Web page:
BERLIOZ Symphonie fantastique and Tristia
Pierre Boulez, conductor
The Cleveland Orchestra Chorus
Gareth Morell, director
The Cleveland Orchestra
Deutsche Grammophon

Boulez Bluebeard

1998
Best Orchestral Performance* (21)
Best Opera Recording** (22)
MAHLER Symphony No. 9*
BARTÓK Bluebeard’s Castle**
Jessye Norman, soprano
László Polgár, bass
Pierre Boulez, conductor
Chicago Symphony Orchestra
Deutsche Grammophon

Boulez Repons

1999
Best Classical Contemporary Composition (23)
BOULEZ Répons
Pierre Boulez, composer
Deutsche Grammophon

2001
Best Orchestral Performance (24)
VARÈSE Amériques, Arcana, Déserts, and Ionisation
Pierre Boulez, composer
Chicago Symphony Orchestra
Deutsche Grammophon

Mahler 3 Vienna

2003
Best Orchestral Performance (25)
MAHLER Symphony No. 3
Pierre Boulez, conductor
Anne Sofie von Otter, mezzo-soprano
Women’s Chorus of the Wiener Singverein
Johannes Prinz, director
Vienna Boys’ Choir
Gerald Wirth, director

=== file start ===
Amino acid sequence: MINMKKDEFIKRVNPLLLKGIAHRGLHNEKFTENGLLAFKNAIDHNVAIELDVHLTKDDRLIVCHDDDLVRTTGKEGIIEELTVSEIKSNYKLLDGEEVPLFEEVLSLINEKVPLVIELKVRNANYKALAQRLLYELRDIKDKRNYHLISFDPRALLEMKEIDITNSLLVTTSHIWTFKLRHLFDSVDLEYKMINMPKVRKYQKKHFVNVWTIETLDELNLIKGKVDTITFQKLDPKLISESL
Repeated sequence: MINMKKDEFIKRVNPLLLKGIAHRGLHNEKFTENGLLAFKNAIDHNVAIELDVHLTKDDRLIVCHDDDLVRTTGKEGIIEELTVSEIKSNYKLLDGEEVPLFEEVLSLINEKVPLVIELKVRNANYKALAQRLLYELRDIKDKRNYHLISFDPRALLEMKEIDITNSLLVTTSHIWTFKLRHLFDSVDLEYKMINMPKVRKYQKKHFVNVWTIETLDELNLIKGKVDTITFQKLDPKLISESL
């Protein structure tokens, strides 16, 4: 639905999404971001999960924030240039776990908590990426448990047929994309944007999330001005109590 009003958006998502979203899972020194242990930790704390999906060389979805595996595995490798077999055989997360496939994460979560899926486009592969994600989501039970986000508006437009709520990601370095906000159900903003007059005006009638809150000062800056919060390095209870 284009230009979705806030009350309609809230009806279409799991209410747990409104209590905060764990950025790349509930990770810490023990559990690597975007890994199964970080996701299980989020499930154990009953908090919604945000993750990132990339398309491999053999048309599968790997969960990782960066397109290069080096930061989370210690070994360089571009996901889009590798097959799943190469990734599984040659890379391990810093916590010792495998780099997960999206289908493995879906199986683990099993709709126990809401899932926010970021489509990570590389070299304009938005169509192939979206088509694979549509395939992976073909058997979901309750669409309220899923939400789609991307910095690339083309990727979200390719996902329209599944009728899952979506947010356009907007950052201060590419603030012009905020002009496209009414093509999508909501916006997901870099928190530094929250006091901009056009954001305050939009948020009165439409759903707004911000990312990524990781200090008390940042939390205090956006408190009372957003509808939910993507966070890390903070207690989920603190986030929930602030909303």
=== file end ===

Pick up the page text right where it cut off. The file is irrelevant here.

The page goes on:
Vienna Philharmonic
Deutsche Grammophon

2005
Best Small Ensemble Performance (with our without a conductor) (26)
BOULEZ Le marteau sans maître, Dérive 1, Dérive 2
Pierre Boulez, conductor
Hilary Summers, contralto
Ensemble InterContemporain
Deutsche Grammophon

A database of former Grammy Award winners can be found here; category titles have changed over the years. For opera recordings, only principal soloists are listed.

Numerous upcoming programs celebrate Pierre Boulez, including Beyond the Score: A Pierre Dream on November 14 and 16, 2014, and Boulez’s Piano Works on March 15, 2015, with Pierre-Laurent Aimard and Tamara Stefanovich.

Claudio Abbado, the Chicago Symphony Orchestra’s principal guest conductor from 1982 until 1985, recorded extensively with the Orchestra and Chicago Symphony Chorus beginning in 1976 through 1991 on CBS, Deutsche Grammophon, and Sony, as well as several releases on the CSO’s From the Archives series. A complete list of those recordings is below.

Bartok Piano Concertos

BARTÓK Concerto for Piano No. 1
Maurizio Pollini, piano
Recorded in Orchestra Hall, February 1977
Deutsche Grammophon
1979 Grammy Award for Best Classical Performance–Instrumental Soloist
1979 Gramophone Award for Concerto

BARTÓK Concerto for Piano No. 2
Maurizio Pollini, piano
Recorded in Orchestra Hall, February 1977
Deutsche Grammophon
1979 Grammy Award for Best Classical Performance–Instrumental Soloist
1979 Gramophone Award for Concerto

Berlioz Symphonie fantastique x

BERLIOZ Symphonie fantastique, Op. 14
Recorded in Orchestra Hall, February 1983
Deutsche Grammophon

BRAHMS Concerto for Violin and Cello in A Minor, Op. 102 (Double)